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Biofuel groups envision ethanol-powered jets. But fueling the effort has not been easy

MENOKEN, N.D. — Some day, the passenger jets that soar 35,000 feet (10.6 kilometers) over Dan McLean’s North Dakota farm could be fueled by corn grown on his land and millions of other acres across the Midwest.

It’s a vision the U.S. airline industry embraces and agricultural groups see as a key to ensuring strong future sales of ethanol, a fuel that consumes more than one-third of the nation’s corn crop and offers a cleaner-burning alternative for the nation’s airlines.

But making that dream a reality hasn’t been easy, in part because even as farmers would benefit from a huge new market for corn, the plan relies on federal tax credits triggered by capturing carbon dioxide at refineries and then moving the gas hundreds of miles through pipelines that would snake across the Midwest, including beneath farmers’ fields.

Some of those farmers, along with environmentalist and property rights groups, have gone before regulatory authorities in several Midwest states to oppose the lines, and frequently they have succeeded in at least slowing the process. A key decision is expected soon in Iowa.

“This whole thing is private industry — rich private industry — getting tax money, strictly tax money to bury this stuff,” said McLean, who opposes a line that would cross his farmland east of Bismarck. “That tax money is coming out of everybody’s pocket, and they’re going to walk away from it, and we’re going to be left with a big poisonous pipe running across the country.”

Supporters have faced such criticism for years as they seek approval of pipelines and tax credits. The credits would mean profits for refineries and help make the cost of the new fuel competitive with traditional jet fuel. But opponents see the pipelines as an expensive and potentially dangerous effort that tramples on property rights and fails to reduce greenhouse gases.

Gaining approval of pipelines has proved arduous.

Several companies have dropped their pipeline plans in the face of opposition and delay. The leading remaining company is Summit Carbon Solutions, which is seeking to build a 2,000-mile (3,200-kilometer) pipeline system through five Midwestern states — North Dakota, South Dakota, Nebraska, Minnesota and Iowa — with carbon dioxide emissions ultimately buried underground in North Dakota.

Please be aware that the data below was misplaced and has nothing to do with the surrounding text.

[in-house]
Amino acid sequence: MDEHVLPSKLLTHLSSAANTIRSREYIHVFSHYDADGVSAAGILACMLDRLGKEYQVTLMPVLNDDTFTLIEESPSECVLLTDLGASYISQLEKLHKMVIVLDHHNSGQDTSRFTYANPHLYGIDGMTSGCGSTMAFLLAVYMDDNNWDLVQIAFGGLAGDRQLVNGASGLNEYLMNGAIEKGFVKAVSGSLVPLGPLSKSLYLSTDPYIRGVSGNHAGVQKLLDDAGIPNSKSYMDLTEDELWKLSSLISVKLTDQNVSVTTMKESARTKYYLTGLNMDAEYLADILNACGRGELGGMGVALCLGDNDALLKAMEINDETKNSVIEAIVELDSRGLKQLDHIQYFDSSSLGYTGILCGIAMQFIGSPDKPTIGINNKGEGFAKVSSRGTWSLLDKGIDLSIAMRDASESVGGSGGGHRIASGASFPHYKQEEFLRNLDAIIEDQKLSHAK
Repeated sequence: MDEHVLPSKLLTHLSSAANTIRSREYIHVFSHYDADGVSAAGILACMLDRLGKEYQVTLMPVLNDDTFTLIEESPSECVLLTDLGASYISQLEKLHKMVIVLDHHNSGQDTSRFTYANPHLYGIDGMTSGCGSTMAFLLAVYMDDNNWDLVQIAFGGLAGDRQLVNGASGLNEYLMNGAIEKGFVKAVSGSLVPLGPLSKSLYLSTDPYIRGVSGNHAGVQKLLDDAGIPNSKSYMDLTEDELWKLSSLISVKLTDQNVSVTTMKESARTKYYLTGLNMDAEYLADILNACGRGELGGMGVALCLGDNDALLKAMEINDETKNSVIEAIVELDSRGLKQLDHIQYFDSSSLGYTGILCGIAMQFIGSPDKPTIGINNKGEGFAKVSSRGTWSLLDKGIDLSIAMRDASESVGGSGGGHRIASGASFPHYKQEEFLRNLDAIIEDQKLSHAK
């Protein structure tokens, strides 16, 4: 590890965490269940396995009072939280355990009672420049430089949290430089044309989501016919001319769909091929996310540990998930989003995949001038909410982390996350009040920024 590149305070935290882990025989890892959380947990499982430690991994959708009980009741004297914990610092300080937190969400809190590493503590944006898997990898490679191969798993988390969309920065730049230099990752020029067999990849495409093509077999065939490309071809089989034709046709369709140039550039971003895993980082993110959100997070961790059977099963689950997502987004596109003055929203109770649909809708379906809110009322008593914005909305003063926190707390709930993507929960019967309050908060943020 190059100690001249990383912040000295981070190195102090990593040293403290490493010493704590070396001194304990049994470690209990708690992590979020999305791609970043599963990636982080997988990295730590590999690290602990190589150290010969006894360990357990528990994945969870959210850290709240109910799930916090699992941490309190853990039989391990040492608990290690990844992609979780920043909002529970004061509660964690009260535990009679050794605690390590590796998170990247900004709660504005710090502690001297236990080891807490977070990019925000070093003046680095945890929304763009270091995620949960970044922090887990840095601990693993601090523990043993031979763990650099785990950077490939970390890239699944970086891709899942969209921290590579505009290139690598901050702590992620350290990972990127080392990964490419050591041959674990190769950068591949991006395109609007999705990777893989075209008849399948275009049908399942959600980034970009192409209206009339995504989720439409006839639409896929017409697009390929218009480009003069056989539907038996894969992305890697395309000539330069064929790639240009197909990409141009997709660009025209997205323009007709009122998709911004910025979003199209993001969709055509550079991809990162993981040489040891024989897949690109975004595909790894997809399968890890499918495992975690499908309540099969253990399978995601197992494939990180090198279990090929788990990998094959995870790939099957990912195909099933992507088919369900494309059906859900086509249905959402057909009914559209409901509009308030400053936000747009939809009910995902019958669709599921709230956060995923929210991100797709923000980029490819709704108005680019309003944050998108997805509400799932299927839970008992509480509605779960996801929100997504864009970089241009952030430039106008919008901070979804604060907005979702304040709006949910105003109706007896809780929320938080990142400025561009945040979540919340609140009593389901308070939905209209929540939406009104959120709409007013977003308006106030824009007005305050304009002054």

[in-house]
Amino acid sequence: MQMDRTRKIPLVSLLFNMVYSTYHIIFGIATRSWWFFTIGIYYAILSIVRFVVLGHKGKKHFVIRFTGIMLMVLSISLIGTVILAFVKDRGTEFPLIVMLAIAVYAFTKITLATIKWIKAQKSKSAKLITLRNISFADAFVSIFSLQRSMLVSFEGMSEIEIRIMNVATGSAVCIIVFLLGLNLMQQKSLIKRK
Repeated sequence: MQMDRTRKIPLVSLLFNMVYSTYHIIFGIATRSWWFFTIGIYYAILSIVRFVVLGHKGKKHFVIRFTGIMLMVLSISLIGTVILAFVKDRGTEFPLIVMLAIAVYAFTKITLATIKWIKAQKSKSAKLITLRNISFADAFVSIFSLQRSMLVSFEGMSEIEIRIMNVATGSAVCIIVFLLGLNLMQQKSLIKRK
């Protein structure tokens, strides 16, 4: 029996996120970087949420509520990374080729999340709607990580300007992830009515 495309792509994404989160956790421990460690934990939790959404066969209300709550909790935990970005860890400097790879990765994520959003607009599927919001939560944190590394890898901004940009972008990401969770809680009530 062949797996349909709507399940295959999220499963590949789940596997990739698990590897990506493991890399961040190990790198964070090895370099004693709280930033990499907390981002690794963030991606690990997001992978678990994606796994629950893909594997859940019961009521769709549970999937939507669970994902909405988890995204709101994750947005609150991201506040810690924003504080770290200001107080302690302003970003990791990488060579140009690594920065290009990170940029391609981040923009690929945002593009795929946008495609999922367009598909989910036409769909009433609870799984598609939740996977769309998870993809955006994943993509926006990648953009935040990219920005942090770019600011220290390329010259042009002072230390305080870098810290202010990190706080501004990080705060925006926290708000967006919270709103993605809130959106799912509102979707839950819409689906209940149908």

North Dakota regulators last year denied a siting permit for Summit but later agreed to reconsider. South Dakota regulators in September rejected Summit’s application, but company officials said they would file again.

Summit must seek approval from individual counties in Nebraska, and one county earlier this year denied a permit. In Minnesota, regulators are doing an environmental review with future hearings planned.

An upcoming decision by the Iowa Utilities Board about whether to grant a pipeline permit and approve Summit’s eminent domain requests will be key to the larger effort throughout the Midwest. Iowa is the nation’s leader in corn and ethanol production.

To the renewable fuels industry, failure to gain approval of the pipelines could jeopardize a giant new aviation fuel market they believe would continue decades into the future, even as electric vehicles gradually replace gas-powered cars and traditional vehicles get more efficient.

“There’s a lot at stake here. We have a market that we can open up that can really underpin rural prosperity for the next two or three decades,” said Monte Shaw, executive director of the Iowa Renewable Fuels Association.